Many of us are so busy with our day-to-day lives, making short-term decisions left and right, that we don't pay much attention to the long term -- to our futures. When we do think about it, we often put off doing things that we ought to do -- like saving and investing for our retirement years. That can be a costly error.

Here are five long-term investments that are well worth making -- ones you'll likely be very happy you made.

A seated person has hands clasped, looking ahead seriously.

Image source: Getty Images.

1. Index funds

Let's start with index funds because for most of us, they're the best way to invest for our futures and the easiest way, too. Being an index-fund investor means you don't have to learn much about the stock market or investing. You don't have to spend a lot of time studying and keeping up with stocks. And you don't have to decide which stocks to buy, when to do so, and when to sell.

Instead, you just invest in one or a few low-cost index funds and keep doing so over time -- ideally, for decades. They'll deliver roughly the same return as the indexes they track -- so a broad-market index fund (such as one that tracks the S&P 500) will deliver roughly the overall market's performance.

Some index funds worth considering are the SPDR S&P 500 ETF, Vanguard Total Stock Market ETF, and Vanguard Total World Stock ETF, which will, respectively, spread your dollars across roughly 80% of the U.S. market, all of the U.S. market, or most of the world's stock market. There are index funds that track bonds and other segments of the market, too.

2. Dividend stocks

Next, consider adding some carefully chosen dividend-paying stocks to your portfolio, if you're willing to learn more about investing and to learn more about dividends.

Dividends are surprisingly powerful. Consider this: A 2013 J.P. Morgan Asset Management report that studied companies that regularly made (and increased) dividend payouts, along with companies that paid no dividends between 1972 and 2012, discovered a startling difference. The average annual return for the payers and increasers was 9.6%, versus only 1.6% for non-payers.

Here are some familiar companies and their recent yields:


Recent Dividend Yield



Verizon Communications






Duke Energy


Walgreens Boots Alliance














Source: Yahoo! Finance.

3. Growth stocks

Growth stocks -- those tied to companies increasing their revenue and earnings at a faster-than-average clip -- can really turbocharge your portfolio, but they'll require your learning more about investing, the business world, and the companies (and their industries). They can also be riskier propositions than dividend payers, and some can be overvalued, with no margin of safety.

So what should you do? Well, consider our investing philosophy at The Motley Fool, which is to buy 25 or more stocks, expecting to hold them for at least five years. That way, you'll have a better chance of ending up with some big winners in your portfolio (along with, inevitably, some losers) -- and you'll be giving the companies time to perform and grow into their future selves.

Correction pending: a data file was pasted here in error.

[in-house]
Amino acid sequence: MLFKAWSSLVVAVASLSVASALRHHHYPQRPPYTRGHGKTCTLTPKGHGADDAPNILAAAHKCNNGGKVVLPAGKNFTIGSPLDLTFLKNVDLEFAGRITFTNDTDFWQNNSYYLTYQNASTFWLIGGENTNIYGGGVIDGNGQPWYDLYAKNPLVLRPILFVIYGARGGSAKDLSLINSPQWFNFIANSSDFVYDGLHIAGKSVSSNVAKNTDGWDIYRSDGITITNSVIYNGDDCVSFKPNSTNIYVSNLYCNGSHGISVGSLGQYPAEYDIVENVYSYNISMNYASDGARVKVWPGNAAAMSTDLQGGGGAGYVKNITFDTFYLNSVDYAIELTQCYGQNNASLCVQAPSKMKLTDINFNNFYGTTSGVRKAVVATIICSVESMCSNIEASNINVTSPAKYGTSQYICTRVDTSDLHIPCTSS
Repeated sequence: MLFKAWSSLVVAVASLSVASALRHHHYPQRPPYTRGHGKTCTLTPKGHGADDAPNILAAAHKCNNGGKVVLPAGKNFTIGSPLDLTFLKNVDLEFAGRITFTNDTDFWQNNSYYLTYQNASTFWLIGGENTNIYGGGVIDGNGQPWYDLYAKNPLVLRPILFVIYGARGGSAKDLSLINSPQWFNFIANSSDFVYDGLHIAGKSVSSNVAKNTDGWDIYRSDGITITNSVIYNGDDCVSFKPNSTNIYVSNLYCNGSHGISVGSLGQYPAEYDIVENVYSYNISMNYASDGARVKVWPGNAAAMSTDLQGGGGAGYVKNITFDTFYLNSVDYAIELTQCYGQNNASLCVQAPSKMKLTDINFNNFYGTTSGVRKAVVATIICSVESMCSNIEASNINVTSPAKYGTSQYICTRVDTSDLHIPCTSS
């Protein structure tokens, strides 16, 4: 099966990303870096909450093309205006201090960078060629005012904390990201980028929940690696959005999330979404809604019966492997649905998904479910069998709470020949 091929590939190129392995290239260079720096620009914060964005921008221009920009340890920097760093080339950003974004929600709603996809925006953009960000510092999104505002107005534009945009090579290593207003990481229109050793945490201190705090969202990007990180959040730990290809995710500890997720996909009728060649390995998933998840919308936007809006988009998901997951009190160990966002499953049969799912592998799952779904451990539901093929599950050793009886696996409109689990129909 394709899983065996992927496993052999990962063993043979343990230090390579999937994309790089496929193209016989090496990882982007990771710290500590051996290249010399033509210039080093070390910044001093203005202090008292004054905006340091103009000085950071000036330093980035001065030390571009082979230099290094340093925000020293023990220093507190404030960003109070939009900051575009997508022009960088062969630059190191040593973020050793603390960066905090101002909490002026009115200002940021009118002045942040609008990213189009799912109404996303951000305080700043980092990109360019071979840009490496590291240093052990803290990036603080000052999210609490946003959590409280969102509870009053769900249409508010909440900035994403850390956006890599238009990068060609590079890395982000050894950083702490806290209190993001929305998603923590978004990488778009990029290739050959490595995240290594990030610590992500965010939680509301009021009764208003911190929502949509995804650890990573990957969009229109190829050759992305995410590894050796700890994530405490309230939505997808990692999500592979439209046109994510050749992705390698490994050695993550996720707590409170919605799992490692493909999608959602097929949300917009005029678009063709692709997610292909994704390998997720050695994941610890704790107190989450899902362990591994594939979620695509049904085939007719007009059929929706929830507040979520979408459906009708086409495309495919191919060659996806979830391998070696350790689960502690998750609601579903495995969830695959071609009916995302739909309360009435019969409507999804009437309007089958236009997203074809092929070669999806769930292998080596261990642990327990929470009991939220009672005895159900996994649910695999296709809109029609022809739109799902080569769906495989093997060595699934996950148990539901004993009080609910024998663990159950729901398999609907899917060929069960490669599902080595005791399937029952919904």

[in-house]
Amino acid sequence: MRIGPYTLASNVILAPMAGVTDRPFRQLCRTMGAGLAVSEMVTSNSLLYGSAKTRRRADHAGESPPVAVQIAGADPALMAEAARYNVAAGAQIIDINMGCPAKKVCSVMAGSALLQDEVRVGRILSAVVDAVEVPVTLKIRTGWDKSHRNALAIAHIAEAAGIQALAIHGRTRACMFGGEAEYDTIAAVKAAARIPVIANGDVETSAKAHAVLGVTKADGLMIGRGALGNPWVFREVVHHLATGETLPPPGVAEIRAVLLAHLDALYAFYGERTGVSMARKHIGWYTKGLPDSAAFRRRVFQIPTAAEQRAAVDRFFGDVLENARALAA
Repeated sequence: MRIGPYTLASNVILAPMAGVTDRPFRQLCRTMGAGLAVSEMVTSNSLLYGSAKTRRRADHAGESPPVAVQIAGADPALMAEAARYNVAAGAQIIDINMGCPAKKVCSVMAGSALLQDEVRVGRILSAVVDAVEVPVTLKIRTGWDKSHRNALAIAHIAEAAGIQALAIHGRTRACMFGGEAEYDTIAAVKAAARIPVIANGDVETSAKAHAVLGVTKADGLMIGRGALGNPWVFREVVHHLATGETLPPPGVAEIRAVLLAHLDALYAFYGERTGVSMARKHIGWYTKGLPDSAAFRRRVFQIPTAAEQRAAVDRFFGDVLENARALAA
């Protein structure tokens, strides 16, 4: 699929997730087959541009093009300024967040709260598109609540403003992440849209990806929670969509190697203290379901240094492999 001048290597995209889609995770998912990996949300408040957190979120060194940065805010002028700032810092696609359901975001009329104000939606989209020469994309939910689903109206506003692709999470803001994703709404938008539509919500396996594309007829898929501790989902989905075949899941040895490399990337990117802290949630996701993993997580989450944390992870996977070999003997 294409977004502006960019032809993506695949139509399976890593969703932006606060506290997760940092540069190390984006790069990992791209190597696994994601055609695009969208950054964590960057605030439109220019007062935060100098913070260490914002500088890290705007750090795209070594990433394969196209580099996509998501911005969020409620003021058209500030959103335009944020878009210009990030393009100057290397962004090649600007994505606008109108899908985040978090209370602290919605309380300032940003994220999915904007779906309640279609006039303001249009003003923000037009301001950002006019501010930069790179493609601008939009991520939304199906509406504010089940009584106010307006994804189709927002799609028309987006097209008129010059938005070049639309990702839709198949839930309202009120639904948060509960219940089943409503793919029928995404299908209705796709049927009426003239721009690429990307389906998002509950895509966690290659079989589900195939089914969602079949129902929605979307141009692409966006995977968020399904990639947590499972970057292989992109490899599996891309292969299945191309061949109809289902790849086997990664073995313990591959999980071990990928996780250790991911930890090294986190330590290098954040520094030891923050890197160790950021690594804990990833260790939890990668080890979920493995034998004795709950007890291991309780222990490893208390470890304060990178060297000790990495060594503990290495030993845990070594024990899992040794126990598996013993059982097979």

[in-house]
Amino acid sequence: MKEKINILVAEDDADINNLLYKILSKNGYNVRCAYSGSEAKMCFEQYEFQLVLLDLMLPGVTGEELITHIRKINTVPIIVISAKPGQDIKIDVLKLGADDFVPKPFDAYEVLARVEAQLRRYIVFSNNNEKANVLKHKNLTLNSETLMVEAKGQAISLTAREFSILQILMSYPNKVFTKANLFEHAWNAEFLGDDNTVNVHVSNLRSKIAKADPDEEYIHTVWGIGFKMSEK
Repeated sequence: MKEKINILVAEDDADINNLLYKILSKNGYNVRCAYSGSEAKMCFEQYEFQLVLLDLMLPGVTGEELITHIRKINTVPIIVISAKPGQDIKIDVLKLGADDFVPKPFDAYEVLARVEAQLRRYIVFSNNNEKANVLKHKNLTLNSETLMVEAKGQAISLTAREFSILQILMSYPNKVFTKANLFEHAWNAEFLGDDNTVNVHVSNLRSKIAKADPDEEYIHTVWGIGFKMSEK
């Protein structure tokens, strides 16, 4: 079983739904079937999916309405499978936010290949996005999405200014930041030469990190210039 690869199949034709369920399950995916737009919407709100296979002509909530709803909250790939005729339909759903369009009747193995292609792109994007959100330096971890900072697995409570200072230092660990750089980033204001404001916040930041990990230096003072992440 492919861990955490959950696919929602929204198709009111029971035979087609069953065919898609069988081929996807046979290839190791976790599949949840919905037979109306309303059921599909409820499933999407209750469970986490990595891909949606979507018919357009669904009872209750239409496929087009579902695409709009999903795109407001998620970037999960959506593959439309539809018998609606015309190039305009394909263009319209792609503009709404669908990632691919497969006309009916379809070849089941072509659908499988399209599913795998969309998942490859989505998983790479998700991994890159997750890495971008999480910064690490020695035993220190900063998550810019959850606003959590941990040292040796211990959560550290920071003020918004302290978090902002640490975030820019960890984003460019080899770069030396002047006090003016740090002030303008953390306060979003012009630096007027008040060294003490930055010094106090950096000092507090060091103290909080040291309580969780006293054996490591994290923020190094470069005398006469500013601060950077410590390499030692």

A smiling person is outdoors, with arms outstretched.

Image source: Getty Images.

4. Invest in yourself

Here's a kind of investing that doesn't have to cost much but can pay off handsomely: investing in yourself. There are lots of ways you might go about this:

  • Buy or check out good books on investing, to improve your results.
  • Take courses to earn a degree or professional certification that can help you advance in your career or switch into one that you'd like more.
  • Learn new skills that can help in your career or with a side gig. For example, mastering another language might make you a more valuable asset at work.
  • Get healthier. Exercising more and eating more nutritious meals can lengthen your life and even save you a lot in future healthcare expenses.
  • Invest in your personal relationships by spending more time with your loved ones, perhaps having some adventures and making great memories, too.
  • If you don't feel content or happy much of the time, consider investing in some self-care, such as by seeing a therapist. Simply exercising and volunteering have been shown to help lift one's spirits, too.
  • Spending a little money refreshing your work wardrobe may give you a boost.

5. Invest in your kids

Finally, if you have kids, invest in them, too. You should spend lots of time with them, of course -- to the degree that you can. But consider spending some of that time teaching your kids about money and investing. This can be a super powerful move because if they're money-savvy as they exit college, they can make lots of smart decisions from the get-go, such as not racking up credit card debt and saving for a down payment and retirement.

Since your kids might have 40 years or more in which to invest, their dollars can grow really powerfully. Consider that a single $1,000 investment that grows at, say, 8% annually can become close to $22,000 over 40 years. Just imagine what multiple thousands can do.

These are five kinds of long-term investments that can really pay off. See which one(s) make sense for you, then take some steps to act on them as soon as you can.